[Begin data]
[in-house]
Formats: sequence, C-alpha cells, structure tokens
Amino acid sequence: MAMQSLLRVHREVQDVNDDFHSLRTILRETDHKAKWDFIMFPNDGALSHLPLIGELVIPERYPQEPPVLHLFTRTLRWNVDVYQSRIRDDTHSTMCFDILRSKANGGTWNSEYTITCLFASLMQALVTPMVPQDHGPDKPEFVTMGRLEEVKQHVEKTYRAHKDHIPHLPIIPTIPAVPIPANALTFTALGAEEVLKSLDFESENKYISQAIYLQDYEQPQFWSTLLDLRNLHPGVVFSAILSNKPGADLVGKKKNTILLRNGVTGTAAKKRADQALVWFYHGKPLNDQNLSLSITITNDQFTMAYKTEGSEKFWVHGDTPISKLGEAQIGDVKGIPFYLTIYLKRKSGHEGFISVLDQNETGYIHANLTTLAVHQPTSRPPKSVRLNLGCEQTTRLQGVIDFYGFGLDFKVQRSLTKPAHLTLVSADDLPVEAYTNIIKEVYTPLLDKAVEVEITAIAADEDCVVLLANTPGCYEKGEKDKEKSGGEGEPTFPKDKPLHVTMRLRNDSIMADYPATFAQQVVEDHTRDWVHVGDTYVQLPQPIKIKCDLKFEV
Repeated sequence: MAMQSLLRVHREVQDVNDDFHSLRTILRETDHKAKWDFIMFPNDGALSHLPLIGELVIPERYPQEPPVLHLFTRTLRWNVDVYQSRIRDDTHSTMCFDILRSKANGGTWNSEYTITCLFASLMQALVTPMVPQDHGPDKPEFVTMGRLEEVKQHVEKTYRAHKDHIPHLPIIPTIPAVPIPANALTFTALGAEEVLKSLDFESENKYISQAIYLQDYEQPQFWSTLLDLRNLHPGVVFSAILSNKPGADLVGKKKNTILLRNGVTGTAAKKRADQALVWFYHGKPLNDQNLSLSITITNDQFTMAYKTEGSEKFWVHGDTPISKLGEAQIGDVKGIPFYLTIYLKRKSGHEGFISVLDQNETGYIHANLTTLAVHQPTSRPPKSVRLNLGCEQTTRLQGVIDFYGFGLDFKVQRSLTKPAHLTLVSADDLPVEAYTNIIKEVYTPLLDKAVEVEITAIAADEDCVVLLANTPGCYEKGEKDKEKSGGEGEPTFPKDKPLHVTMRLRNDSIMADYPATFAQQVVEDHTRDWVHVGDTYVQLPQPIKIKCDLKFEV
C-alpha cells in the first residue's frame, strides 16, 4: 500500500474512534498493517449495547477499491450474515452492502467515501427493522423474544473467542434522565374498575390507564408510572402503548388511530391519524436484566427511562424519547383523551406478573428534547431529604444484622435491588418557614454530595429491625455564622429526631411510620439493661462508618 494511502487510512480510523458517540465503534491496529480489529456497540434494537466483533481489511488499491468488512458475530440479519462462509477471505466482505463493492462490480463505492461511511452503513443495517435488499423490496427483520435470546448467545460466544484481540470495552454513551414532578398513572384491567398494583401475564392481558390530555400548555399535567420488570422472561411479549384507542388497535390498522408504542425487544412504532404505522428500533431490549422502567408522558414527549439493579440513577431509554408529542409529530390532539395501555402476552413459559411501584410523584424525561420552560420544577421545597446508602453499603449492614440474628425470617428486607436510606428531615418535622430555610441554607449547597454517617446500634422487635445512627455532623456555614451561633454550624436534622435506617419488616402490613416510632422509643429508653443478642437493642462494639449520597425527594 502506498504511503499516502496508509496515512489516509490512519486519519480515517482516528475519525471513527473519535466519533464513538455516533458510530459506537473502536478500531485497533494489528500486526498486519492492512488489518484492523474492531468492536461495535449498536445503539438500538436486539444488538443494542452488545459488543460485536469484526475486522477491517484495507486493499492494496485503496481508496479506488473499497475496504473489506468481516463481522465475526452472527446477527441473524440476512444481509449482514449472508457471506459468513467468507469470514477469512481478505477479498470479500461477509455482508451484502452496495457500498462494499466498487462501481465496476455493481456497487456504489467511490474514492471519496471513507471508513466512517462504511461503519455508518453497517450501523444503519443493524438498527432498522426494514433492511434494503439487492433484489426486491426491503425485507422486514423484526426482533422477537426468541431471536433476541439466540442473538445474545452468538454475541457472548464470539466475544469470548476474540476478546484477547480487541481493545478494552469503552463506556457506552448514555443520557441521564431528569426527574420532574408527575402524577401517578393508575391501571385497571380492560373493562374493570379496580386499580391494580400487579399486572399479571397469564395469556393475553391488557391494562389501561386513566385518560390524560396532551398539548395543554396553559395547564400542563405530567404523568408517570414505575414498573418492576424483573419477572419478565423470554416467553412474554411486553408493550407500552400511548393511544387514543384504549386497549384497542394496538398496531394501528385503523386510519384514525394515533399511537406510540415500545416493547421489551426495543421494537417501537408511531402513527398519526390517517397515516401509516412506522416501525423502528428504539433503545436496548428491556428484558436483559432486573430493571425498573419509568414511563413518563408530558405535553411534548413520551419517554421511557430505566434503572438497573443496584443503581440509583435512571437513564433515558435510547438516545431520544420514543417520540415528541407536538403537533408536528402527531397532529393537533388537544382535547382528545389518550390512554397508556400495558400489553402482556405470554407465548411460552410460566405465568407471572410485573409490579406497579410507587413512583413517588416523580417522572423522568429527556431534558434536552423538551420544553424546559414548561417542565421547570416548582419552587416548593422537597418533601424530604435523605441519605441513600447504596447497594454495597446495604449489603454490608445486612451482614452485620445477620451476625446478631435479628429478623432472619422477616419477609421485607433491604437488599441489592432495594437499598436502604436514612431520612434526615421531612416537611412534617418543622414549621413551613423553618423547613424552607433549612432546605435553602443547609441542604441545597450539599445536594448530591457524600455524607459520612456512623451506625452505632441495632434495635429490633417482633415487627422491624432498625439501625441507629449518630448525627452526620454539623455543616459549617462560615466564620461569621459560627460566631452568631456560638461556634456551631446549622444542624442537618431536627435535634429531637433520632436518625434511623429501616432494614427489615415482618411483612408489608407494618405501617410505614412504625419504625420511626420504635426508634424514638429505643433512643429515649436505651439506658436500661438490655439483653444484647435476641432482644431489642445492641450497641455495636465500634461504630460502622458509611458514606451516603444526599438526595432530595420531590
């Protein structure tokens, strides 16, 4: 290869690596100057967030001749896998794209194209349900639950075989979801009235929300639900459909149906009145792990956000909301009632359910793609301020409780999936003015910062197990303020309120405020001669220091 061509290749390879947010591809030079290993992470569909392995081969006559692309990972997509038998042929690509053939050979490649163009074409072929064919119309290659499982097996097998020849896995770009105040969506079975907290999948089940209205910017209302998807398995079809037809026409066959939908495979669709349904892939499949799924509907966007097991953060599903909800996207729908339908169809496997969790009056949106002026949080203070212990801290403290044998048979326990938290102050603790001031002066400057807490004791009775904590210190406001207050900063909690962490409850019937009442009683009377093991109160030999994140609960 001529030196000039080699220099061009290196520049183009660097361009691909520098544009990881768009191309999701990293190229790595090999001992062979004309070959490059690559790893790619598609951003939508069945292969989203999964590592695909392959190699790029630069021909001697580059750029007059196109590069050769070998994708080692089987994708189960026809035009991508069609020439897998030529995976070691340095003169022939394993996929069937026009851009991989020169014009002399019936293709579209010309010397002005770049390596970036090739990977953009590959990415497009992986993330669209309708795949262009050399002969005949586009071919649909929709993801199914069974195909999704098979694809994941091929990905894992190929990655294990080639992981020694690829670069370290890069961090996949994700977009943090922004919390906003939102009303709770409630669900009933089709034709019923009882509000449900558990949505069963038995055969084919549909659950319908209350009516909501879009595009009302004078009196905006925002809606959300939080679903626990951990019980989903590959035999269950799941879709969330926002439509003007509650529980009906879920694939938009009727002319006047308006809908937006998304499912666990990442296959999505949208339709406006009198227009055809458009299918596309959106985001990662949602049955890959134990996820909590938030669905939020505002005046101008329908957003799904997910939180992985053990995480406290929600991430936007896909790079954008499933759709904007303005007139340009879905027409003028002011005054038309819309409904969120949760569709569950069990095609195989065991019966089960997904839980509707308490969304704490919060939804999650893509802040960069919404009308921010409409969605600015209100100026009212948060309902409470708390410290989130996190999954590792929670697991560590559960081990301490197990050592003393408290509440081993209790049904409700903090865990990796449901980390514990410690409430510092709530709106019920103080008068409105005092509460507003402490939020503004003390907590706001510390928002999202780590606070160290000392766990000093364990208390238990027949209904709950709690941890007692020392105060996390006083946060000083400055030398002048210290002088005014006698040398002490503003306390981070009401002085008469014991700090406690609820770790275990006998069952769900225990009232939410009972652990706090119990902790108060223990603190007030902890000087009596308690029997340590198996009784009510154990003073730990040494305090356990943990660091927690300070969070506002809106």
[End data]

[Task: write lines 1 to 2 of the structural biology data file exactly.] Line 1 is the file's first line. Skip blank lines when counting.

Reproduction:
[in-house]
Formats: sequence, C-alpha cells, structure tokens